It seems Apple has a real problem with bars, and not just the kind in which its software engineers leave supersecret iPhone prototypes behind. No, it's the bars that indicate signal strength on the iPhone 4 that appear to have Apple flummoxed.
For a week or so, the blogosphere has been abuzz with stories about the iPhone 4's signal problems (aka "death grip hysteria"), prompting a handful of well-publicized email replies from Steve Jobs essentially stating a) there is no problem, you're just imagining it, b) there is a problem, and it's because you're holding the phone incorrectly, and/or c) why don't you just stop bugging me and get a life?
[ Also on InfoWorld: Cringely wonders who will get the last laugh in "Apple's iPhone 4: The joke's on us." | Stay up to date on all Robert X. Cringely's observations with InfoWorld's Notes from the Underground newsletter. ]
Now Apple has finally come clean (kind of), publishing a letter to iPhone 4 users admitting there are indeed problems with the iPhone 4's reception (of a sort) and are planning to issue a fix (well, almost). Turns out the problem isn't the iPhone's reception, it's your perception of its reception.
Here's the money graph:
We have discovered the cause of this dramatic drop in bars, and it is both simple and surprising.
Upon investigation, we were stunned to find that the formula we use to calculate how many bars of signal strength to display is totally wrong. Our formula, in many instances, mistakenly displays 2 more bars than it should for a given signal strength. For example, we sometimes display 4 bars when we should be displaying as few as 2 bars. Users observing a drop of several bars when they grip their iPhone in a certain way are most likely in an area with very weak signal strength, but they don't know it because we are erroneously displaying 4 or 5 bars. Their big drop in bars is because their high bars were never real in the first place.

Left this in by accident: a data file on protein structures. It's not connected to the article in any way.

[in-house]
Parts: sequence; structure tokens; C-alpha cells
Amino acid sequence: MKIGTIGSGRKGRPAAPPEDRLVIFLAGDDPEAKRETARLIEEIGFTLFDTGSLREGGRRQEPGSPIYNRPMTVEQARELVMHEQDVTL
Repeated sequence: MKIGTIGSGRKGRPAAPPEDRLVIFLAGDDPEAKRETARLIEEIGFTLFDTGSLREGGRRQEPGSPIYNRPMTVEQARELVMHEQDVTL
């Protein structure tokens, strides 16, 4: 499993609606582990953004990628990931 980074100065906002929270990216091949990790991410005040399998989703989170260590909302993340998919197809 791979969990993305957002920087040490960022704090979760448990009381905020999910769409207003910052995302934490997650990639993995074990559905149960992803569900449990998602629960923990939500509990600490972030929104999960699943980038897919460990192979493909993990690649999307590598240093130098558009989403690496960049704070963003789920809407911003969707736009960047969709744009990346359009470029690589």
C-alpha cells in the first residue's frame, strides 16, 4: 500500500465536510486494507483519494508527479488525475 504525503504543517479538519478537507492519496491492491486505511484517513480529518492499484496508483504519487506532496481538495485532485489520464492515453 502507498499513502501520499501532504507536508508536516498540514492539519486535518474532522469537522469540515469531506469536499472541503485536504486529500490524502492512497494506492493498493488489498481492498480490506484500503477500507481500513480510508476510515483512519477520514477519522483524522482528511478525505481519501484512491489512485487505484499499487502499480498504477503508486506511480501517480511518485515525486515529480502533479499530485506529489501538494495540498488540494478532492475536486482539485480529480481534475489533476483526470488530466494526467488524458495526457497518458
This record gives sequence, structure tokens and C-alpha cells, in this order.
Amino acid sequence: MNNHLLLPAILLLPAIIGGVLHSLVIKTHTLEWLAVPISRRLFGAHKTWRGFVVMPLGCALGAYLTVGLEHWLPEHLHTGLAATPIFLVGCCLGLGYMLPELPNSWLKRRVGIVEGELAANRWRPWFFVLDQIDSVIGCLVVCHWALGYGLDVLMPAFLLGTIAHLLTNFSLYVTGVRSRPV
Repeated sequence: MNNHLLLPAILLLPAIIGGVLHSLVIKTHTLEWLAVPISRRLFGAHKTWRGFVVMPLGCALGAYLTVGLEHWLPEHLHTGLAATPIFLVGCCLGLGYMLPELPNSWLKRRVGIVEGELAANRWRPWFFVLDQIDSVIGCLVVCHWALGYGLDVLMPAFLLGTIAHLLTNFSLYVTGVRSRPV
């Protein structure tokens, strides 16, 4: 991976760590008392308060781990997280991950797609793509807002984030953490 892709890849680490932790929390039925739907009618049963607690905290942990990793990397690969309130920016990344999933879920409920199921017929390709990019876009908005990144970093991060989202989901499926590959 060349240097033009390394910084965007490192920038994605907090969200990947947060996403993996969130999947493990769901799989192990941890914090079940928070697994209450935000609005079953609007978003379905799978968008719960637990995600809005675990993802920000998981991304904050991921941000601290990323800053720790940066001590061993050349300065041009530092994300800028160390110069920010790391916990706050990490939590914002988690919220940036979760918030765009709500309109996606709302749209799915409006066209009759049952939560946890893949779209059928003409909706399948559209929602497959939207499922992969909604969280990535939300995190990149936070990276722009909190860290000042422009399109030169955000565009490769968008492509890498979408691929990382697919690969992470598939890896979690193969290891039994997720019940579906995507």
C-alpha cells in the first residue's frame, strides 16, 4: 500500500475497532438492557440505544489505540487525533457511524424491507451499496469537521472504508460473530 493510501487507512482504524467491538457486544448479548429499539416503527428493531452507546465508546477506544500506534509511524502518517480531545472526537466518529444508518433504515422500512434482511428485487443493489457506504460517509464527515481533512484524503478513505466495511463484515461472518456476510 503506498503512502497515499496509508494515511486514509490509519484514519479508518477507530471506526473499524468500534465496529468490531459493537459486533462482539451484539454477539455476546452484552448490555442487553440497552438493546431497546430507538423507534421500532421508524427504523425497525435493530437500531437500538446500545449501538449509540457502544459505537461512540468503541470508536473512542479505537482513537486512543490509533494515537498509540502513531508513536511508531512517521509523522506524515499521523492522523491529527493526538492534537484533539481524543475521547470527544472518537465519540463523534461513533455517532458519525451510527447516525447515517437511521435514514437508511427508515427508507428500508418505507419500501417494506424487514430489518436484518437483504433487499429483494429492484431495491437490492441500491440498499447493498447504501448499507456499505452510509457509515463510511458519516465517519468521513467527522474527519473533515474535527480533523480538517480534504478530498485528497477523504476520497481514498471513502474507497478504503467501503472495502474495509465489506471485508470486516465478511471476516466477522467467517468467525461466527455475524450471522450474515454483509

In other words, your iPhone reception still sucks. But at least you know your hand is not the cause. And, more important, neither is Apple, technically speaking. Blame AT&T.
(You might also possibly blame Apple for signing an exclusivity agreement with the world's worst carrier, but only if you're not an Apple fan boy.)
Apple's solution? It's changing the iPhone's software to display your lousy signal reception more accurately and making the bars taller so that you can more easily see how crappy your connection is. Isn't that special?
Needless to say, this response did not entirely appease those in the land of obsessed-by-all-things-Apple, which includes 97 percent of the bloggerati.
Normally stalwart Apple supporter John Gruber of Daring Fireball serves up a funny (if NSFW) translation of the Apple letter, including this bit:
We decided from the outset to set the formula for our bars-of-signal strength indicator to make the iPhone look good -- to make it look as if it "gets more bars". That decision has now bitten us on our a**.
Over at eSarcasm, JR Raphael offers a simple three-step solution for solving your iPhone reception problems. Hint: they involve a wastebasket and a visit to your local big-box retailer.
There is, of course, the inevitable "Hitler reacts to iPhone 4 antenna issues" video, despite a) how tired that meme is, and b) the DMCA takedown notice that forced YouTube to remove most of these videos in April.
The Technologizer's Harry McCracken notes the many online reports and videos demonstrating what happens when you grasp the iPhone by the lower-left corner (that is, it drops your calls), none of which is addressed by Apple's "bars" solution.
Apple's reply would likely be the "this happens to all cell phones" line, but if that were the case you'd think the Web would now be chock-full of YouTube videos showing Android and BlackBerry handsets in a similar death grip. So far, nada.
Considering how hard it is for Apple to admit to any flaw, no matter how minor, some poor Cupertino minion probably got taken out to the woodshed and flogged for the signal bars problem. Or possibly he/she is hanging by the thumbs next to hofbrau-happy Gray Powell in some secret Apple detention facility.
Either way, Apple has a much bigger problem, and it's brought to you by the letter A, standing for either "antenna" or "AT&T" -- take your pick. But don't expect a real solution any time soon. This is all noise and no signal.
How do you hold your iPhone? E-mail me: firstname.lastname@example.org.
This story, "iPhone 4 Bar Woes: Boost the Signal and Cut the Noise, Please" was originally published by InfoWorld.